Seeding is wrapping up: northeastern crop report

Seeding is 99 per cent complete in the region, which is ahead of the five-year average (2016-20) for this time of year of 95 per cent, according to the province's June 1 to 7 northeastern crop report.

Many producers are wrapping up, but there were delays in seeding for some due to the rainfall received this week. Reseeding has been reported due to flea beetle and cutworm damage.

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The Kinistino area received the highest amount of rain this week with 37 mm. The Spruce Home area reported 23 mm, the Arborfield area 19 mm, the Prince Albert area 15 mm, the Melfort area 13 mm and the Tisdale area nine mm.

With the rainfall received this week, moisture conditions were maintained with most fields being rated as largely adequate and a little short for topsoil moisture. Cropland topsoil moisture is rated as 85 per cent adequate and 15 per cent short. Hay and pasture land topsoil moisture is rated as 66 per cent adequate 33 per cent short and one per cent very short.

Germination and emergence is even in crops throughout the northeast region, but cool temperatures have slowed development in some areas.

The Northeastern crop report, provided by the provincial government, covers Hudson Bay, Tisdale, Melfort, Carrot River, Humboldt, Kinistino, Cudworth, Aberdeen, Prince Albert, Choiceland and Paddockwood areas.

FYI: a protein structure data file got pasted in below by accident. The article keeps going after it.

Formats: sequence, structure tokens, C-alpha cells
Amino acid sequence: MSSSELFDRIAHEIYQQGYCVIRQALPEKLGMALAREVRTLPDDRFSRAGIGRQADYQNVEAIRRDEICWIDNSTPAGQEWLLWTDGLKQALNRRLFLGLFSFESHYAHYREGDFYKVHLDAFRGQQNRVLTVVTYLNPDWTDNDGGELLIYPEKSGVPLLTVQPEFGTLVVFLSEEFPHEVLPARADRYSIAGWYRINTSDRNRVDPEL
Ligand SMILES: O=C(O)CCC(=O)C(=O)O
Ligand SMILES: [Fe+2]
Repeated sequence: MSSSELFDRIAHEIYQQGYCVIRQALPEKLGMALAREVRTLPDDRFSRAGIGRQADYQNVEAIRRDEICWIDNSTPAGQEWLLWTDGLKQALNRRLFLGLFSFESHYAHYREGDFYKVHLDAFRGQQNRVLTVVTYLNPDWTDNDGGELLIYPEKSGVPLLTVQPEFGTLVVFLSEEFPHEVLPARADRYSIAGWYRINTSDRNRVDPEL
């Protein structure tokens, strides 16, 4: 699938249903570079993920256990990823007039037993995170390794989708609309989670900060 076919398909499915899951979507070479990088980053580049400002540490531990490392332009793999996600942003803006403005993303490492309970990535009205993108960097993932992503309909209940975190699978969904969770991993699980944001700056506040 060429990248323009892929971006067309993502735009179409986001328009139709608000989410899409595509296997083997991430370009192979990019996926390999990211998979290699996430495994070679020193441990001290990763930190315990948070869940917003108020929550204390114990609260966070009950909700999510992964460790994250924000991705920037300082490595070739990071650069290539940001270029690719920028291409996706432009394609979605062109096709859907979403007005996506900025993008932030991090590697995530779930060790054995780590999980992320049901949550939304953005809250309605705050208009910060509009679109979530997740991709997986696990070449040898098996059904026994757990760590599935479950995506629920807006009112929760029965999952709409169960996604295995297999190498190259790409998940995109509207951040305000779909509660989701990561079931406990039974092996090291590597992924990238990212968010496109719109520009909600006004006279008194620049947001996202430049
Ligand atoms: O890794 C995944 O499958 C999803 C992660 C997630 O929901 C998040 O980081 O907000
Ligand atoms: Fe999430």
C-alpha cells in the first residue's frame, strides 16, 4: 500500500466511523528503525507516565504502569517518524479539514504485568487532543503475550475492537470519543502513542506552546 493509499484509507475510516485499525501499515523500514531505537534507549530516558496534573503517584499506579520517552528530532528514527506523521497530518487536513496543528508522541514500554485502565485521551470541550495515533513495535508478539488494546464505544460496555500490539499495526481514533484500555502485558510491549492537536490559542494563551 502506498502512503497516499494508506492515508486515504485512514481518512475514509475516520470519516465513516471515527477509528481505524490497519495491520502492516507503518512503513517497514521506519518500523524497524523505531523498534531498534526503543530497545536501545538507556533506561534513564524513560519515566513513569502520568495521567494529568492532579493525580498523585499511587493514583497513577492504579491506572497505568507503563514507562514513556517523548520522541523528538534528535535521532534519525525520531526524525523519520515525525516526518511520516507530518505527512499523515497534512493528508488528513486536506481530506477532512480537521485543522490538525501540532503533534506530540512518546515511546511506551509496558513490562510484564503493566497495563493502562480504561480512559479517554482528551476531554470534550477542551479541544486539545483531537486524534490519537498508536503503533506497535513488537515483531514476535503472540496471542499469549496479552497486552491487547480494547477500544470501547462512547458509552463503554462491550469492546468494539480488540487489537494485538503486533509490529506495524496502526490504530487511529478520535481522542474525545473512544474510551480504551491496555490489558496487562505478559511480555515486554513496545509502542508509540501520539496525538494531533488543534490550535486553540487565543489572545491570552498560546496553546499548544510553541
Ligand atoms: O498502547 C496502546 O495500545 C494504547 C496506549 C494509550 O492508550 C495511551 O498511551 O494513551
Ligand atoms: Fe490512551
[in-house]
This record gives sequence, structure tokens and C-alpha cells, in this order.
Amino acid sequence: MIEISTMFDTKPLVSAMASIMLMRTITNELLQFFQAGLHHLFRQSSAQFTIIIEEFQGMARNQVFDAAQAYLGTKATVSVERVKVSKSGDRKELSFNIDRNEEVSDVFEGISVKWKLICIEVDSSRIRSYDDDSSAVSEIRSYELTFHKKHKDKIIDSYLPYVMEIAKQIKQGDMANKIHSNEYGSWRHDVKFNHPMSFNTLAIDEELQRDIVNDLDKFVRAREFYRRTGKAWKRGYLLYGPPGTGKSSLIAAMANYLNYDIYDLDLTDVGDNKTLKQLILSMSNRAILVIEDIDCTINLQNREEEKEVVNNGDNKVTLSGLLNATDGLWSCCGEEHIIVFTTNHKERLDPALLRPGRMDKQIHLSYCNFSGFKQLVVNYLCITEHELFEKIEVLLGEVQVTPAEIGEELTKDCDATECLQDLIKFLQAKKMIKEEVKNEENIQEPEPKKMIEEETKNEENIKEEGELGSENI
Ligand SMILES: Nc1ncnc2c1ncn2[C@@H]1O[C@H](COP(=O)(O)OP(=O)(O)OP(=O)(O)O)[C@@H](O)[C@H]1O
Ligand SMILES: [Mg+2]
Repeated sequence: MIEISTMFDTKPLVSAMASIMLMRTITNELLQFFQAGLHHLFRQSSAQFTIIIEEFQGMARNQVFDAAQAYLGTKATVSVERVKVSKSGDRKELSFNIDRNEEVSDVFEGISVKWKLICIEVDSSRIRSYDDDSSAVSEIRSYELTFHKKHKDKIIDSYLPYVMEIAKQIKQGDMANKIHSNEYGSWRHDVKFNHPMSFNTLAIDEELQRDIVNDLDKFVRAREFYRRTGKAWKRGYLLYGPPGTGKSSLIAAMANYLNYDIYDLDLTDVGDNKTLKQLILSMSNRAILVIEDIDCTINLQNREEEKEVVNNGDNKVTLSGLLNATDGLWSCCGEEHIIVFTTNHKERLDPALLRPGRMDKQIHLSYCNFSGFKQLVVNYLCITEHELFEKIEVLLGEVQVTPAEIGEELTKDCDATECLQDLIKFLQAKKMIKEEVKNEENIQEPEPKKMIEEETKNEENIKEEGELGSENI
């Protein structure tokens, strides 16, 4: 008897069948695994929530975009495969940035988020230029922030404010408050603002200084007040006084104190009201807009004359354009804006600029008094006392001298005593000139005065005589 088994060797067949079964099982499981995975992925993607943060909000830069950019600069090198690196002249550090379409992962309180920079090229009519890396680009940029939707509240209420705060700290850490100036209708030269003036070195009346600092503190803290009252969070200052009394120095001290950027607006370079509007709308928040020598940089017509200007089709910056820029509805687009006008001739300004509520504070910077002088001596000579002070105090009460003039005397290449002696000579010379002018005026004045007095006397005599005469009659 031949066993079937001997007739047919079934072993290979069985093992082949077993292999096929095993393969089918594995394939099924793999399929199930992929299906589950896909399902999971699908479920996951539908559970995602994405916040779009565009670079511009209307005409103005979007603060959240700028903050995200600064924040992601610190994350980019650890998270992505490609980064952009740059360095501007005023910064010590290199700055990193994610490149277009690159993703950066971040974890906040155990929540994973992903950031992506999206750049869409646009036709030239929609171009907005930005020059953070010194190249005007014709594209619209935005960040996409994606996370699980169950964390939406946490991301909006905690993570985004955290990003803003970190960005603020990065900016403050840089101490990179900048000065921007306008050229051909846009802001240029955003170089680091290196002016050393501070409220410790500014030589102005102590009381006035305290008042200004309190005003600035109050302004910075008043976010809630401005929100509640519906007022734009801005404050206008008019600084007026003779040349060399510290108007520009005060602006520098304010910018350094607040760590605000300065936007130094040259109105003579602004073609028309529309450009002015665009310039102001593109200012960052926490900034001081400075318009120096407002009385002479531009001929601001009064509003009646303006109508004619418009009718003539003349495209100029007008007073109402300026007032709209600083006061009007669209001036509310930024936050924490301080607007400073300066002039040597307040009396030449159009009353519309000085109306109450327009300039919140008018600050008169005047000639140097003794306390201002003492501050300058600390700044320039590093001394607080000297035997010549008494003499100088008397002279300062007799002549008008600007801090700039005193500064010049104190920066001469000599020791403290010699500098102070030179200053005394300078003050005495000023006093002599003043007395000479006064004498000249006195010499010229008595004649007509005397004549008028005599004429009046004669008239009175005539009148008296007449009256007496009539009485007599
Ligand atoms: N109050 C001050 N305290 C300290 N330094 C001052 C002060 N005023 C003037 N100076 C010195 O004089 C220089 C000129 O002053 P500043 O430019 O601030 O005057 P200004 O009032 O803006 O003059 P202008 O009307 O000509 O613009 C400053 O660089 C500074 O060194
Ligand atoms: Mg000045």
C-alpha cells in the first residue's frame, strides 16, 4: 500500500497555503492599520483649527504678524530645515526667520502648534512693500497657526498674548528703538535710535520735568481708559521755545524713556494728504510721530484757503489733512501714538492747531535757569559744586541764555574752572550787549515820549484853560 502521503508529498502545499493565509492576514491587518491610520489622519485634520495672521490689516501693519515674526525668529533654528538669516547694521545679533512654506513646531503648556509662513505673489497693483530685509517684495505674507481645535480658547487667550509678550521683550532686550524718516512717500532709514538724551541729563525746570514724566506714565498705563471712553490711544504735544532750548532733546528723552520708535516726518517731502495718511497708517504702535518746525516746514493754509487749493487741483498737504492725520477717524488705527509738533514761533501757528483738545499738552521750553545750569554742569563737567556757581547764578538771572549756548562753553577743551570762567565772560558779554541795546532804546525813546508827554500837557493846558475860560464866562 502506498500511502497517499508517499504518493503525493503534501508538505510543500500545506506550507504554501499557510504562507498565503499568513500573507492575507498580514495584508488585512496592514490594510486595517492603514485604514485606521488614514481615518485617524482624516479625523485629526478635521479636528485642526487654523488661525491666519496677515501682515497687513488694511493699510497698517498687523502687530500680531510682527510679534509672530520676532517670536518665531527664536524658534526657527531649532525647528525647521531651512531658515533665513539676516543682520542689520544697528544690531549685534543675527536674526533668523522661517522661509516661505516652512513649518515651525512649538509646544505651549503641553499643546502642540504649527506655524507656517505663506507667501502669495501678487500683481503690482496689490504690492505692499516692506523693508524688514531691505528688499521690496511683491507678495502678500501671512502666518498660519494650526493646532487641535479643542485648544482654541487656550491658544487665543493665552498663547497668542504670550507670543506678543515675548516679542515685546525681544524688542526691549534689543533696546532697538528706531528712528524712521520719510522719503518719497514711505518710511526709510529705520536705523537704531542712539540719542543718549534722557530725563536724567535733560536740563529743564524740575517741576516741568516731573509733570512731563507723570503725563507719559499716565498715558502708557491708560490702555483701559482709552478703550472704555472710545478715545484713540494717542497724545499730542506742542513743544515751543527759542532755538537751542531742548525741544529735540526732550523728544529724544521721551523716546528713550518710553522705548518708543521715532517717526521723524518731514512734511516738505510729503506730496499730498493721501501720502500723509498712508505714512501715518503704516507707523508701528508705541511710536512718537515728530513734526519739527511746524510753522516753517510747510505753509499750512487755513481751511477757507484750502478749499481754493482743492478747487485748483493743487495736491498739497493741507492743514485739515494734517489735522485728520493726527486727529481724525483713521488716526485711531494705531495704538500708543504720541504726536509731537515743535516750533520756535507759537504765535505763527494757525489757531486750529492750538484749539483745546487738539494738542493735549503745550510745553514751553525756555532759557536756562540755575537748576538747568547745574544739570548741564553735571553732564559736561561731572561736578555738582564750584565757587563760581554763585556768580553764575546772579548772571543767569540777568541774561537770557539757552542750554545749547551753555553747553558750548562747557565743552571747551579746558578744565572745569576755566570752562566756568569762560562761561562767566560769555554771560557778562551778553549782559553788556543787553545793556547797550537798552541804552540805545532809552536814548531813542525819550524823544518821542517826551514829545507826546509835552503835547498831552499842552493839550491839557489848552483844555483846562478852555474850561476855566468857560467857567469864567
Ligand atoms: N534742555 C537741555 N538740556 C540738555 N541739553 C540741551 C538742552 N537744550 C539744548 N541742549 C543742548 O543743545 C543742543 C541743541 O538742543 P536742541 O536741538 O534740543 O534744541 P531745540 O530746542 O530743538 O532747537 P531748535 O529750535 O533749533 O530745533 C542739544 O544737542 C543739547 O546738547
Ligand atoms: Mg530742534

East Central Saskatchewan

Seeding is at 99 per cent complete, ahead of the five-year average (2016-20) for this time of year of 97 per cent. With seeding wrapping up in the region, producers are

focusing more on weed and flea beetle control. The earlier seeded crops are emerging and growing well, but canola germination and emergence is slow in some areas because of the dry soil conditions.

The Esterhazy and Craik areas reported the highest amount of rainfall in the region this week with seven mm. The Humboldt and Allan areas reported five mm, the Pelly area four mm and the Kelvington and Rose Valley areas two mm.

The crop, hay and pasture land moisture conditions continue to decline due to low amounts of rainfall and strong dry winds. Cropland topsoil moisture is rated as 52 per cent adequate and 44 per cent short and four per cent very short. Hay and pasture land topsoil moisture is rated as 33 per cent adequate, 60 per cent short and seven per cent very short.

Twenty per cent of the fall cereal crops are in the shot blade stage and 16 per cent are heading, while 31 per cent of the spring cereals are tillering. Forty-four per cent of canola and mustard is emerging and 32 per cent is in the seedling stage, along with 19 per cent of flax. Forty per cent of the pulse crops are emerging and 56 per cent is in the vegetative stage.

The majority of crop damage this week was due to strong winds, lack of moisture, flea beetles and cutworms.

Producers have been busy moving livestock to pasture, hauling grain, scouting fields and spraying for both weeds and insect pests such as flea beetles and cutworms.

The East Central crop report, provided by the provincial government, covers Watrous, Melville, Yorkton, Cupar, Kamsack, Foam Lake, Preeceville, Kelvington, Lumsden, Craik and Clavet areas

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